30y later the penny drops in public sector.

NHS n education are the big minster spenders.

What it feels like for universities

A typical large post-92 with annual income of around £350m and staff costs of £200m will already be paying around £15m annually into TPS. It now faces an increase of around £3m in its TPS contributions. In the UK as a whole, the increased bill for HEIs is around £100m from institutions, many of which are already struggling to balance their books.

The government departments whose budgets pay the pension cost of public sector employees can look at contribution changes with a degree of equanimity. Last week’s Autumn Statement confirmed that the government is:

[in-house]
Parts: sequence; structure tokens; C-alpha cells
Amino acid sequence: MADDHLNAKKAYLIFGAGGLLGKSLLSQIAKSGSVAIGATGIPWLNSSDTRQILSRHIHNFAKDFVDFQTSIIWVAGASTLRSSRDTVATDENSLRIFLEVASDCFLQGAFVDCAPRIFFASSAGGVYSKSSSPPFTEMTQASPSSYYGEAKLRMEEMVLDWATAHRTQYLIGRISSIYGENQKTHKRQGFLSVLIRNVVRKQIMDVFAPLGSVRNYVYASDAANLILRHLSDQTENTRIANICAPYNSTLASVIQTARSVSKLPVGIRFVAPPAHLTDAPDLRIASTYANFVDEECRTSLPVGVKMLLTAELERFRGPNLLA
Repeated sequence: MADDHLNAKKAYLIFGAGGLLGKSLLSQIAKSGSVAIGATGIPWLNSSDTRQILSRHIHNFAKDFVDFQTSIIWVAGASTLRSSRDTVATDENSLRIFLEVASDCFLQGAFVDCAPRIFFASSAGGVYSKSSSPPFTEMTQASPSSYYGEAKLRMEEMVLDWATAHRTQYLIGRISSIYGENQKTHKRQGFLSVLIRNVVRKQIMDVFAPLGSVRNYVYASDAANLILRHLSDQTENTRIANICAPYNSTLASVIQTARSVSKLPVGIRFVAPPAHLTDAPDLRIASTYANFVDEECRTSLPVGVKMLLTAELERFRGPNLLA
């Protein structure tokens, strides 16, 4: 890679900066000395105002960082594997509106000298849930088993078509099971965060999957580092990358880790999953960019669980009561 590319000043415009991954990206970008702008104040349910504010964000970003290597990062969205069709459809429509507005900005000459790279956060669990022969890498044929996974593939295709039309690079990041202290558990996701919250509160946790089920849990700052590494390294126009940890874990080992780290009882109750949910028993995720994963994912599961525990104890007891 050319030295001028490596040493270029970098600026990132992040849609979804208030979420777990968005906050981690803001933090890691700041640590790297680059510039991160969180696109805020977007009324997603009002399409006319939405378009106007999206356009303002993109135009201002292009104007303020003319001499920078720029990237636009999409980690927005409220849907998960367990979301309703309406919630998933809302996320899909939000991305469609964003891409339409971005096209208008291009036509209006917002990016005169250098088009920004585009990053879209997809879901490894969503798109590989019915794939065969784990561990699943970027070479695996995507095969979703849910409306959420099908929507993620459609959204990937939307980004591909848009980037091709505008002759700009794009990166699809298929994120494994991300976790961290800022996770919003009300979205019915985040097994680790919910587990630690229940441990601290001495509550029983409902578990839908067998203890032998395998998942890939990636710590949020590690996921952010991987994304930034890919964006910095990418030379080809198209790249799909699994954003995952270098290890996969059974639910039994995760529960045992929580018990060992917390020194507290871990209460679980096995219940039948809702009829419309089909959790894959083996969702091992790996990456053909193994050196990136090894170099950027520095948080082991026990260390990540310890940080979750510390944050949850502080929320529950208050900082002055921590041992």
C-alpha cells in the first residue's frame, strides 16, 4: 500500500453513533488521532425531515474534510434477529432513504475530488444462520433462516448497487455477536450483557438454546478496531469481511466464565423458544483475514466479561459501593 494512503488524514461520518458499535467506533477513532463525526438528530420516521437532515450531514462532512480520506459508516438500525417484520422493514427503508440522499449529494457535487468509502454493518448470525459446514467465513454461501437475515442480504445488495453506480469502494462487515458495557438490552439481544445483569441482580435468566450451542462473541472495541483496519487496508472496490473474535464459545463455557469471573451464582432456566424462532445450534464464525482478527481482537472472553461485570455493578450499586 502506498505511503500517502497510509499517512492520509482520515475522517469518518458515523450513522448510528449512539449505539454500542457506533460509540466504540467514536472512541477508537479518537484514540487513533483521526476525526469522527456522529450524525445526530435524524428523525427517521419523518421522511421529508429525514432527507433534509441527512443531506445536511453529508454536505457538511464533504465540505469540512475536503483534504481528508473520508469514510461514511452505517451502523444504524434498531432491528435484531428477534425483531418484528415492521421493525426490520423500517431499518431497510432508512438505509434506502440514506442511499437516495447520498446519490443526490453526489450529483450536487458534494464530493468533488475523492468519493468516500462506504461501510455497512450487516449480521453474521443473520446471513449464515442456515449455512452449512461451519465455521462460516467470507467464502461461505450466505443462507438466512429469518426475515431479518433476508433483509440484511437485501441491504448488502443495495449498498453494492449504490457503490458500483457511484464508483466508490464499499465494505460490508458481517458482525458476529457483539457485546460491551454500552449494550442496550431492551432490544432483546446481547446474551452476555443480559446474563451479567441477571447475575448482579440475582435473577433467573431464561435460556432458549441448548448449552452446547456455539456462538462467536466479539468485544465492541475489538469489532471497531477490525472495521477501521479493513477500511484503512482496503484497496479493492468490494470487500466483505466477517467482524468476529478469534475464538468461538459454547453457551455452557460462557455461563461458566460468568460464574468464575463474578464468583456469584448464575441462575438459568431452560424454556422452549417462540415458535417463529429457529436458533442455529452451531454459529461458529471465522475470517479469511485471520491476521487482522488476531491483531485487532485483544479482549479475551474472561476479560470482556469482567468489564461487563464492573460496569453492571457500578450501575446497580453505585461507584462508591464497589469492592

committed to providing funding for the increased cost of employer contributions from April 2024 for centrally funded employers.

Departmental budgets will be adjusted by HMT, and the Department for Education will provide additional funding to cover the increase in schools, colleges and early years providers. In short, for public sector employers it’s a funny-money exercise in which book-keeping entries are shunted between HMT and spending departments.

But the post-92 universities (and independent schools) are “autonomous bodies” whom HMT will not compensate, and for them it is a real-money exercise and far from funny. The autonomy of the post-92s doesn’t stretch to having the freedom to quit TPS.

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On 10/02/2024 at 13:23, spygirl said:

There's nothing new.

Private sector sussed out how expensive DB pensions were in mid 90s.

30y later the penny drops in public sector.

NHS n education are the big minster spenders.

What it feels like for universities